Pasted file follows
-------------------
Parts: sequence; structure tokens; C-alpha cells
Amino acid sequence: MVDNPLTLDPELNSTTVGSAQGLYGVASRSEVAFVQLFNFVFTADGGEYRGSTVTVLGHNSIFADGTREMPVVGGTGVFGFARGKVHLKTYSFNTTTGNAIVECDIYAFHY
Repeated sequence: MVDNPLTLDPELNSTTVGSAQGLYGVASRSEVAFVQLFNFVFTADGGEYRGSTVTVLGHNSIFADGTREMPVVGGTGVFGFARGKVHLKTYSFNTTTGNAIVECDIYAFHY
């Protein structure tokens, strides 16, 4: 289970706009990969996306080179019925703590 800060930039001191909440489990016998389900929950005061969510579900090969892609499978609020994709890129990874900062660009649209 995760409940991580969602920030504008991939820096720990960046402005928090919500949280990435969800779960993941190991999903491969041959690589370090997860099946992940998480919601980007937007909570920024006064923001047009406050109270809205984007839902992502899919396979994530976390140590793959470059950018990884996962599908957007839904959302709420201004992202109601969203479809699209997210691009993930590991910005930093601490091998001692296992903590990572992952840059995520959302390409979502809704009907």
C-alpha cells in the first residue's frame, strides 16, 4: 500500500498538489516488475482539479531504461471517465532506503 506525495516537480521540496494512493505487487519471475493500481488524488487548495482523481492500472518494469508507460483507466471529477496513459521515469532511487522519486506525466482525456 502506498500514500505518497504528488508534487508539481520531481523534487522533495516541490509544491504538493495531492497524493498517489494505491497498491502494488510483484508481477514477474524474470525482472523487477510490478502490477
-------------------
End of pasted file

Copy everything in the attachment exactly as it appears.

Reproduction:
Parts: sequence; structure tokens; C-alpha cells
Amino acid sequence: MVDNPLTLDPELNSTTVGSAQGLYGVASRSEVAFVQLFNFVFTADGGEYRGSTVTVLGHNSIFADGTREMPVVGGTGVFGFARGKVHLKTYSFNTTTGNAIVECDIYAFHY
Repeated sequence: MVDNPLTLDPELNSTTVGSAQGLYGVASRSEVAFVQLFNFVFTADGGEYRGSTVTVLGHNSIFADGTREMPVVGGTGVFGFARGKVHLKTYSFNTTTGNAIVECDIYAFHY
């Protein structure tokens, strides 16, 4: 289970706009990969996306080179019925703590 800060930039001191909440489990016998389900929950005061969510579900090969892609499978609020994709890129990874900062660009649209 995760409940991580969602920030504008991939820096720990960046402005928090919500949280990435969800779960993941190991999903491969041959690589370090997860099946992940998480919601980007937007909570920024006064923001047009406050109270809205984007839902992502899919396979994530976390140590793959470059950018990884996962599908957007839904959302709420201004992202109601969203479809699209997210691009993930590991910005930093601490091998001692296992903590990572992952840059995520959302390409979502809704009907």
C-alpha cells in the first residue's frame, strides 16, 4: 500500500498538489516488475482539479531504461471517465532506503 506525495516537480521540496494512493505487487519471475493500481488524488487548495482523481492500472518494469508507460483507466471529477496513459521515469532511487522519486506525466482525456 502506498500514500505518497504528488508534487508539481520531481523534487522533495516541490509544491504538493495531492497524493498517489494505491497498491502494488510483484508481477514477474524474470525482472523487477510490478502490477